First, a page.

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Houses on Embassy Row (Kara Cutruzzula)

Cherry blossoms have withered, Nerd Prom laughter has faded, and if you think taking a photo pinching the Washington Monument from afar is original, then I’ve got some bad news for you: it’s been done. But there are still plenty of reasons to check out Washington, D.C. for a weekend this summer, especially if, like me, you’ve spent years in New York and haven’t visited once, not even for barbecue during your peak House of Cards obsession. After surveying a few friends, it seems shunning the capital isn’t abnormal.

But this year there’s legitimately a lot going on (including, for those morbid types, the 150th anniversary of Lincoln’s assassination)—or at least enough for Lonely Planet to name D.C. 2015’s top city to visit in the world. I dropped by recently—it was a sub-four hour, $86 train ticket away—and here’s my short list.

The Rooftop (Kara Cutruzzula)

There’s Actually a Killer Rooftop Bar
Code red: D.C. has a rooftop bar. I repeat, D.C. has a rooftop bar. With views of D.C. and Virginia, the precisely named The Rooftop at the newly renovated Embassy Row Hotel in Dupont Circle [where, full disclosure: I was invited on a press trip with other travel writers with no promise of coverage] is one the most popular places in the city — and it’s not even open yet. (Blame the dearth of rooftop anything over there.) The space will be unveiled May 24; D.C. residents looking to tan can become season members (unlimited access plus one free guest per visit), but for out-of-towners looking to grab a drink, admittance after 5 p.m. is free.

Tasty Drunk Food With a Twist
After you’ve drunk the bar dry or gone for a dip, head downstairs to Station Kitchen & Cocktails, Embassy Row Hotel’s small-plate restaurant, for perfect I-just-drank-rosé-for-hours food: Korean-fried chicken “caveman pops,” meatball Wellington, dessert bacon lollipops and more. The bottled cocktails (yes, that trend has made its way to D.C.), including the Moroccan minty Of All the Gin Joints, will ruin every G&T for the rest of the summer. Or try the Little Green Pill, which tastes like a spiked green juice, for a cute “let’s-pretend-this-is-healthy” alternative.

The Embassy Row Hotel's workspace/dining area on the left, a hotel room on the right (Kara Cutruzzula)

When you’re too wiped out to leave, rates at the Embassy Row Hotel start at $179 a night. Plus, in the morning, the lobby becomes a workspace complete with a zillion outlets and free WiFi. Imagine the Ace Hotel, except without a single pair of black skinny jeans in sight.

Oh, All The Art You’ll See
Right around the corner from the Embassy Row Hotel sits the stately Phillips Collection, America’s first museum of modern art, and one that’s easily digestible on a weekend afternoon. (The same can’t be said for New York’s new Whitney behemoth.) Opening May 28 is Intersections@5, an anniversary retrospective of artists who have been featured in the space in the past.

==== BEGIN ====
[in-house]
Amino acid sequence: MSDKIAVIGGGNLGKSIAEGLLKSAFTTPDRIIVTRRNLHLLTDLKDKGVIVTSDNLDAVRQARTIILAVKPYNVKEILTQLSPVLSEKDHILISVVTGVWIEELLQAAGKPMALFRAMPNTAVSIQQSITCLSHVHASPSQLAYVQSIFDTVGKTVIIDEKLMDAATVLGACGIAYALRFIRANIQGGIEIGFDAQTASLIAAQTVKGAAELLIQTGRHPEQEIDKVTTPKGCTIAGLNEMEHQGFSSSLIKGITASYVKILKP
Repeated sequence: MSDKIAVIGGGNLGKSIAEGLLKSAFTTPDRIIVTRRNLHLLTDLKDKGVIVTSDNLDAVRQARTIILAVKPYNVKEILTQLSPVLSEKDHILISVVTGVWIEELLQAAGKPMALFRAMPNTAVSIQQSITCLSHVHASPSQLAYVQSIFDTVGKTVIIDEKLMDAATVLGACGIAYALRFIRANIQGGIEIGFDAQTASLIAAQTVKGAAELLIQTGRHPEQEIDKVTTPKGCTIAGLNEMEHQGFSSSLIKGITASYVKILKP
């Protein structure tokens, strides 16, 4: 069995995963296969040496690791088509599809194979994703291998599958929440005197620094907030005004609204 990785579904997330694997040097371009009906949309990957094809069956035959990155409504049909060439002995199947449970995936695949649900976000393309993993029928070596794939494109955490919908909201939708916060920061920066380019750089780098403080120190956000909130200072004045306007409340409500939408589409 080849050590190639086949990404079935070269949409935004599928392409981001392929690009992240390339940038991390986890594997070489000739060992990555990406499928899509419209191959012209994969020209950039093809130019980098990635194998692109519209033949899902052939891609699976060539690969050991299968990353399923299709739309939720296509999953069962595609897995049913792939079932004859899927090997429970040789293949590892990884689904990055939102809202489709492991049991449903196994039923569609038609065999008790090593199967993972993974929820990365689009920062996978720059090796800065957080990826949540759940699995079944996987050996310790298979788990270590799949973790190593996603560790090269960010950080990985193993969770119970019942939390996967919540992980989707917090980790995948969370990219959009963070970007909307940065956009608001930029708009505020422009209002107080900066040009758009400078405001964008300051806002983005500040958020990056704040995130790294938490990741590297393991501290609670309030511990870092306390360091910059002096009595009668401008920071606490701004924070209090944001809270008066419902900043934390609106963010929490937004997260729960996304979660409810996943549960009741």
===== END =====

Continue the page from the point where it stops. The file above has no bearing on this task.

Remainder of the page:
The Phillips Collection (Kara Cutruzzula)

Tackle the collection’s Renoirs, Hoppers and O’Keeffes in a few hours, unless you want to spend an entire day on the lone bench in the Rothko Room, in which case, have at it. When you’re hangry, head to museum cafe Tryst for an espresso and a “traditional, New York-style hand-rolled” bagel from buzzy, D.C.-based Bullfrog Bagels.

You Can Eat (and Eat and Eat) Local
Speaking of gorging yourself on local treats, while I was in D.C. there was a tasting tour at Union Kitchen, an incredible small-business success story. The food incubator founded in a massive warehouse provides commercial kitchen space and consulting services to its entrepreneurial members, most of whom came out to pitch their wares to wholesalers in a quarterly event.

g'eclair (Kara Cutruzzula)

Some of the highlights: Slender Seven, healthy cookie dough made of organic garbanzo and black beans (!!!), and g’eclair featuring yuzu and green tea-accented eclairs. Without Union Kitchen, it’s easy to assume founders of the nearly 60 food startups wouldn’t have expanded their businesses beyond hopeful to-do list notes that said: “Start food biz?!”

It’s Home to Underground Artists
Well, sort of. Less than a mile from the White House is a 75,000-square-foot subterranean space, formerly the Dupont Circle trolley station and known today as Dupont Underground. Abandoned from the ‘70s to the ‘90s—save for a failed food court in its west wing—the space and its above-ground entrances were all but forgotten. “Most people learned to tune it out visually when they walk down the street,” says Braulio Agnese, the organizations’s managing director, who’s planning to activate the space over the next five years in collaboration with a group including architect Julian Hunt.

D.C. Underground (Kara Cutruzzula)

Their idea? To transform the huge, resonant station into a revolving hotbed of art exhibitions, installations, live theater, bands (no EDM, please), pop-up dining, and film and TV shoots, inspired by Dusseldorf’s Kunst im Tunnel and London’s now-closed Old Vic tunnels. Even though there’s not much to see yet, save for leftover graffiti, they’re hoping to open a limited portion of the space in July, and Dupont Underground’s bubbling ambition is symbolic of a lot of promise for D.C. culture in the coming years. Plus, just imagine what kind of trouble Frank Underwood could get into underground.

Kara Cutruzzula is a culture and travel writer based in New York. Follow her on Twitter at @karacut.